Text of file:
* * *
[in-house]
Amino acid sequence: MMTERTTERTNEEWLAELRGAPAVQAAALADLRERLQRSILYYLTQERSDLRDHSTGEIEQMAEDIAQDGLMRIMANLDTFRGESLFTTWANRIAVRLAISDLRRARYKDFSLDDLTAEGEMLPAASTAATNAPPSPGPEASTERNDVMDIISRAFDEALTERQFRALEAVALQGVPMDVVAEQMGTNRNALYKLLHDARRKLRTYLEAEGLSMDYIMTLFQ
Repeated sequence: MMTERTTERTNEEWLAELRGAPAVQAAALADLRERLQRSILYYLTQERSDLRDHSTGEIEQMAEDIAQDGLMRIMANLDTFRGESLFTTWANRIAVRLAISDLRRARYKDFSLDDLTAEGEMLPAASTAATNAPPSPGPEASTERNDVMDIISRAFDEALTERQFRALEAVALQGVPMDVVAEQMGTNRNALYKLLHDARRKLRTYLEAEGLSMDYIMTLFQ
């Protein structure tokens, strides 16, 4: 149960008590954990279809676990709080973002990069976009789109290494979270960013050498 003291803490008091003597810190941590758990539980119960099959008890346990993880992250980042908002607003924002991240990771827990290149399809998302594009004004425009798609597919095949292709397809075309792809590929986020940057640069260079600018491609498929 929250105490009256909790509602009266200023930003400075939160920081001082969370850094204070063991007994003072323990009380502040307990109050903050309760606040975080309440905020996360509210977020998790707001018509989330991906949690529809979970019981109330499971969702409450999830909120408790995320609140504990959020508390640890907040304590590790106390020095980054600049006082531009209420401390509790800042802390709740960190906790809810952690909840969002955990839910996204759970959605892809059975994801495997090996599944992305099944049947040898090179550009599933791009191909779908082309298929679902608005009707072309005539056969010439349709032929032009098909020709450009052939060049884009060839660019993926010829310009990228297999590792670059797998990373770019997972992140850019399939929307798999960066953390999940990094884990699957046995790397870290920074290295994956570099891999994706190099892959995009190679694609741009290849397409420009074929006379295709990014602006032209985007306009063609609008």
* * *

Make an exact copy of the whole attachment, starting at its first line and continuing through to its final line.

[in-house]
Amino acid sequence: MMTERTTERTNEEWLAELRGAPAVQAAALADLRERLQRSILYYLTQERSDLRDHSTGEIEQMAEDIAQDGLMRIMANLDTFRGESLFTTWANRIAVRLAISDLRRARYKDFSLDDLTAEGEMLPAASTAATNAPPSPGPEASTERNDVMDIISRAFDEALTERQFRALEAVALQGVPMDVVAEQMGTNRNALYKLLHDARRKLRTYLEAEGLSMDYIMTLFQ
Repeated sequence: MMTERTTERTNEEWLAELRGAPAVQAAALADLRERLQRSILYYLTQERSDLRDHSTGEIEQMAEDIAQDGLMRIMANLDTFRGESLFTTWANRIAVRLAISDLRRARYKDFSLDDLTAEGEMLPAASTAATNAPPSPGPEASTERNDVMDIISRAFDEALTERQFRALEAVALQGVPMDVVAEQMGTNRNALYKLLHDARRKLRTYLEAEGLSMDYIMTLFQ
């Protein structure tokens, strides 16, 4: 149960008590954990279809676990709080973002990069976009789109290494979270960013050498 003291803490008091003597810190941590758990539980119960099959008890346990993880992250980042908002607003924002991240990771827990290149399809998302594009004004425009798609597919095949292709397809075309792809590929986020940057640069260079600018491609498929 929250105490009256909790509602009266200023930003400075939160920081001082969370850094204070063991007994003072323990009380502040307990109050903050309760606040975080309440905020996360509210977020998790707001018509989330991906949690529809979970019981109330499971969702409450999830909120408790995320609140504990959020508390640890907040304590590790106390020095980054600049006082531009209420401390509790800042802390709740960190906790809810952690909840969002955990839910996204759970959605892809059975994801495997090996599944992305099944049947040898090179550009599933791009191909779908082309298929679902608005009707072309005539056969010439349709032929032009098909020709450009052939060049884009060839660019993926010829310009990228297999590792670059797998990373770019997972992140850019399939929307798999960066953390999940990094884990699957046995790397870290920074290295994956570099891999994706190099892959995009190679694609741009290849397409420009074929006379295709990014602006032209985007306009063609609008």